2006 Château Jean-Pierre Gaussen Vin de Pays du Mont Caume, $11, Moonlight Wines Imports. I wrote about this wine last summer, and I liked it again in this tasting, but not as much as some of the other wines. The nose shows a dark and earthy animale character, but I wanted this to be balanced by brighter fruit. There is good acidity and structure, but in the end I thought the wine just wasn't very interesting. Rosemary thought the alcohol stood out a bit, and although it is only 12.5%, it does stand out, on day 2 also. But the fruit is also brighter on day 2. Dan liked this wine more and more as the evening wore on, and he said that it was the one he was thinking about the next day. Who knows about this wine - it is mostly Mourvedre and those wines from this place are a bit of a mystery, I think.

2008 Comptoirs de Magdala Vin de Pays du Mont Caume La Chance, $17, Jenny & François Selections - this wine kindly donated by Jenny & François for this tasting. This wine was entirely different from the others in its lightness and drinkability. It is very young wines of Cinsault, Grenache, and Mourvedre from the back garden of Antoine Pouponneau's garden (he makes Bandol at Tour du Bon). Rosemary liked it a lot and said that she wanted to drink it more than the others. Dan too said that it offered pleasure, and that he didn't find as much pure pleasure in the other wines. Ben liked it too, but didn't find it to be as expressive as the others. I enjoyed this wine but I thought it was more expressive as a natural wine than as a Provence wine, and that it drank more like a Beaujolais than a Mourvedre blend. This is not a bad thing, but if I were looking specifically for a Provence red wine, I would be a bit disappointed if this is what the salesperson sold me.

2008 Commanderie de Peyrassol Vin de Pays Portes Méditerraneé La Croix, $13, Neal Rosenthal Wine Merchant. I really like this wine. I loved it in 2007, and I like it in 2008, but I will say that it is a very weird wine this year. The fruit character is bizarre, very floral, and almost confected. Rosemary said it was like drinking some sort of plastic toy. I thought the nose with its persimmon and pineapple fruit was simply strange, but the palate was interesting and in the end, attractive. No one thought it was flawed, and no one disliked it, but everyone thought it was very weird wine. It is a blend of Syrah and Cabernet, and there might be other grapes in there too. The alcohol is 14% and it does stand out a little bit. I liked it because to me, it is so clearly of Provence. It is unusual, but with a rare and bloody steak...I'm in.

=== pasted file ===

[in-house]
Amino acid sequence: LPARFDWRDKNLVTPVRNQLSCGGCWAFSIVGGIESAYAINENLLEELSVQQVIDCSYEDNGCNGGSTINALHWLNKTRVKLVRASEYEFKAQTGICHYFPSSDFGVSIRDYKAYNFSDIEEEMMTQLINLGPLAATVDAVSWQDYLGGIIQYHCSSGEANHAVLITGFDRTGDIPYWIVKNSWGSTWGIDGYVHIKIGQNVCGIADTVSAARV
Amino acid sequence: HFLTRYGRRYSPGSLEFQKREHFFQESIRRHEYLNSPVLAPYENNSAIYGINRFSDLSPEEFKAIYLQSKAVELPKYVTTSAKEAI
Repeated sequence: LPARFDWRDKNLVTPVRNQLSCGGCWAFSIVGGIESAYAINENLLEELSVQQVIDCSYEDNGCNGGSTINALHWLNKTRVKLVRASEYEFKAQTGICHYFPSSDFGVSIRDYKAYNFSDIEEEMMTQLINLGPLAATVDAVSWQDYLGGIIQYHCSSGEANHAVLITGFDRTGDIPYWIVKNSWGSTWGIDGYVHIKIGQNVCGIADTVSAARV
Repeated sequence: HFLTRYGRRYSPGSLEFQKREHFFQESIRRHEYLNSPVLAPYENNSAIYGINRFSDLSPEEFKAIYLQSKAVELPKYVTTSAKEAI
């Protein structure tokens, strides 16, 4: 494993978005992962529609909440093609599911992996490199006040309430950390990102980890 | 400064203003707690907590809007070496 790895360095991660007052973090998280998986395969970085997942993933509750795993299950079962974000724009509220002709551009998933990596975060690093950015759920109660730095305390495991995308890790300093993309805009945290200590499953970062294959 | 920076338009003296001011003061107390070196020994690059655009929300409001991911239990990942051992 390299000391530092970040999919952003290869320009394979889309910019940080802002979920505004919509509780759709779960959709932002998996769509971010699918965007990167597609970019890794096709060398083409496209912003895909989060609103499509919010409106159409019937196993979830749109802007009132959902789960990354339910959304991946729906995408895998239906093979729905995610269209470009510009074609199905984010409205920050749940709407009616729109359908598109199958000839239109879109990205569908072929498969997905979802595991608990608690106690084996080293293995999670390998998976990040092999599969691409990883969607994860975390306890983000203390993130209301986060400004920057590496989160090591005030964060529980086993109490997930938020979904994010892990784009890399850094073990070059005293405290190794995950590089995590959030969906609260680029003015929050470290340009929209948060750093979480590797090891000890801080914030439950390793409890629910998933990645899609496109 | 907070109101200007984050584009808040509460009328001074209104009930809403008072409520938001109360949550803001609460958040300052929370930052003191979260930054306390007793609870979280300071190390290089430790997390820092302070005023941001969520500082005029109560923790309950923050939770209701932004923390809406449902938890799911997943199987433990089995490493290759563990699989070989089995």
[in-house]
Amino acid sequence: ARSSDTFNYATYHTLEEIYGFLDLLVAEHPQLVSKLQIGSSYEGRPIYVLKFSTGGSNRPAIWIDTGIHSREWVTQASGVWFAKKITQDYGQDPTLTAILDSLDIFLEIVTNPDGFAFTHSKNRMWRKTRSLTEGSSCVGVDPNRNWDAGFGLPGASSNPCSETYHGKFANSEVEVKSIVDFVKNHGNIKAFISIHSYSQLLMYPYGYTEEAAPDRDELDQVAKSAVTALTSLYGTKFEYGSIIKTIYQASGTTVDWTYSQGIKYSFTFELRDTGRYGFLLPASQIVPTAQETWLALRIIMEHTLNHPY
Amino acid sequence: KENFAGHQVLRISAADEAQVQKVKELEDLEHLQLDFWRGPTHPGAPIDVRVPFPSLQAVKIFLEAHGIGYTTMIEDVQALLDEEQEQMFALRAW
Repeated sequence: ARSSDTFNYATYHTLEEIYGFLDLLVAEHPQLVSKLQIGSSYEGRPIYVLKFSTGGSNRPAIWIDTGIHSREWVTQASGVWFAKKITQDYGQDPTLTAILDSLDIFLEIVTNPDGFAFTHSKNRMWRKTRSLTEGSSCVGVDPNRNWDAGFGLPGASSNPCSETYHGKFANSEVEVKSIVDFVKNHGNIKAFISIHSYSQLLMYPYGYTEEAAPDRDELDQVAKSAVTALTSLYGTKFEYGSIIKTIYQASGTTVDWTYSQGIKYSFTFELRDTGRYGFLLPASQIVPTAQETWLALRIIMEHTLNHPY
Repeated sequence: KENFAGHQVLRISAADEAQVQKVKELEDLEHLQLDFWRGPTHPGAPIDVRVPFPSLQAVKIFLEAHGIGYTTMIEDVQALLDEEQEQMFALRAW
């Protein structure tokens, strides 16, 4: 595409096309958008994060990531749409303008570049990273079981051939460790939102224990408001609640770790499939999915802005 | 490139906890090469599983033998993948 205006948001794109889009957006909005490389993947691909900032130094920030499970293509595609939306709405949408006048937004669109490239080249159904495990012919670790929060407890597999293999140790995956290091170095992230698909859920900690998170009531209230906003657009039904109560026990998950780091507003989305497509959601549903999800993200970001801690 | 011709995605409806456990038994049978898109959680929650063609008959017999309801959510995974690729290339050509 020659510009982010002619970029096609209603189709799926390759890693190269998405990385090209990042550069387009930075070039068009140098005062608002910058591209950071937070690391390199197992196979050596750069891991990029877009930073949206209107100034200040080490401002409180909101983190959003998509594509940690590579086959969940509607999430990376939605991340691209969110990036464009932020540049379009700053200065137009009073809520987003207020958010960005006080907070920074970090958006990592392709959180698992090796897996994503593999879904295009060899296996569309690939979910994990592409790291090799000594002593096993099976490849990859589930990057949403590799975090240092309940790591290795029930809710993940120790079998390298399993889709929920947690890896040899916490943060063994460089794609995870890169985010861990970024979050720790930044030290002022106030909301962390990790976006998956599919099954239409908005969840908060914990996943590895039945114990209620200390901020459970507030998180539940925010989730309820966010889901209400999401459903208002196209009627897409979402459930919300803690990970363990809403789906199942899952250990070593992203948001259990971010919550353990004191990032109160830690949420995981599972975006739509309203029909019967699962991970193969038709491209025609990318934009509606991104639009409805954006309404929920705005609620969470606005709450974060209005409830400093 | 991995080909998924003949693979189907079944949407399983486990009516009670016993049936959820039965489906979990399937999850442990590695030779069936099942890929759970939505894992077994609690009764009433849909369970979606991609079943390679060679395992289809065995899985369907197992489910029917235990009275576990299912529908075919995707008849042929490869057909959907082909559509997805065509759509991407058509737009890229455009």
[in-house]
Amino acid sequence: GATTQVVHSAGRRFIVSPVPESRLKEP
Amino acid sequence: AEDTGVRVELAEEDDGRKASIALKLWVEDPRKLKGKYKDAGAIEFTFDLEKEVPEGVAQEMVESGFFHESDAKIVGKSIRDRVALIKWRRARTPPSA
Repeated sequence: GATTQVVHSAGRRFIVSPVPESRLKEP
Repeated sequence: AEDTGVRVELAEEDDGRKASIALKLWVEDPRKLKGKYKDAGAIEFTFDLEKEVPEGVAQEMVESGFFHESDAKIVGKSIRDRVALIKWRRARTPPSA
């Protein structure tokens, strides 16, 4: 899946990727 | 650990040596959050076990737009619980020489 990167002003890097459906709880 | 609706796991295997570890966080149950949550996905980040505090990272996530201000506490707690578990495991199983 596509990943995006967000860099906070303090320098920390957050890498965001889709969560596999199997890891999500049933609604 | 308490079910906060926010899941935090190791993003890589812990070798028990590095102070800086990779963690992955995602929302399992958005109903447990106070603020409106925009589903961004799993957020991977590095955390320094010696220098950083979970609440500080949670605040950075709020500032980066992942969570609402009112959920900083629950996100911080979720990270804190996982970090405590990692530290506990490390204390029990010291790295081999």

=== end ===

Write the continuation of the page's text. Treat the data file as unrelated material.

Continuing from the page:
2005 Domaine de Triennes Vin de Pays du Var St Auguste, $18, Imported by The Sorting Table. This is a modern and well made wine, but a wine that offers little to distinguish it as a Provence wine. It is much more about Cabernet Sauvignon than it is about Provence. Everyone pegged is as Cabernet, and everyone found it to be glossy and modern, and most found it to be unappealing. I thought it was well made and I liked it, although I would again be very disappointed if this is what i came home with, wanting Provence wine. On day 2 it was muddy and nondescript. 13.5% alcohol.

2005 Château du Seuil Coteaux d'Aix-en-Provence, $9, Winebow Imports. This is a closeout deal, and it simply didn't show well at all. Non-descript, modern, devoid of any real character, this is not why I'm interested in Provence wine.

Thursday, April 01, 2010

Expanding my Descriptors

Dear Friends and Readers,

Although I try to give some meaningful details, when I write about a wine I try to focus more on context than on descriptions of flavor or aroma. That said, many of you have contacted me in the past few months asking me to me more specific about aromas and flavors, to use more and better descriptors.

Although at first I felt kind of sad about this, I tried it out on my own last night and it was a lot of fun. So thanks for your comments and requests, and here is the first example of a whole new type of wine writing here at Brooklynguy's site:

2007 Cupcake Vineyards Central Coast Cabernet Sauvignon, $11, full disclosure - this wine was sent to me as a sample. Oxblood purple with ruby rims and a sparkly garnet core. Aromas of black licorice (the Swedish kind that comes in little nuggets), cloves, coriander, cardamom, cumin, other spices that begin with the letter "c," pipe tobacco, cigar box, cigar, humidor, cedar, spruce, birch, oak, and brown licorice. Layers of sweet fruit, including black cherry, Washington State white cherry, red cherry, sour cherry, blueberry, strawberry, raspberry, Pinkberry, marionberry, lingonberry, blackberry, mulberry, cranberry, gooseberry, and huckleberry, with subtle undercurrents of black plum, red plum, yellow plum, and prune. The finish is a gentle kiss of caramel, salted caramel, espresso, macchiato, regular drip coffee, hazlenut, almond, Brazil nut, woodsmoke, and sandalwood.

A great value at $11, particularly if you cannot afford to or do not wish to purchase all of those products individually.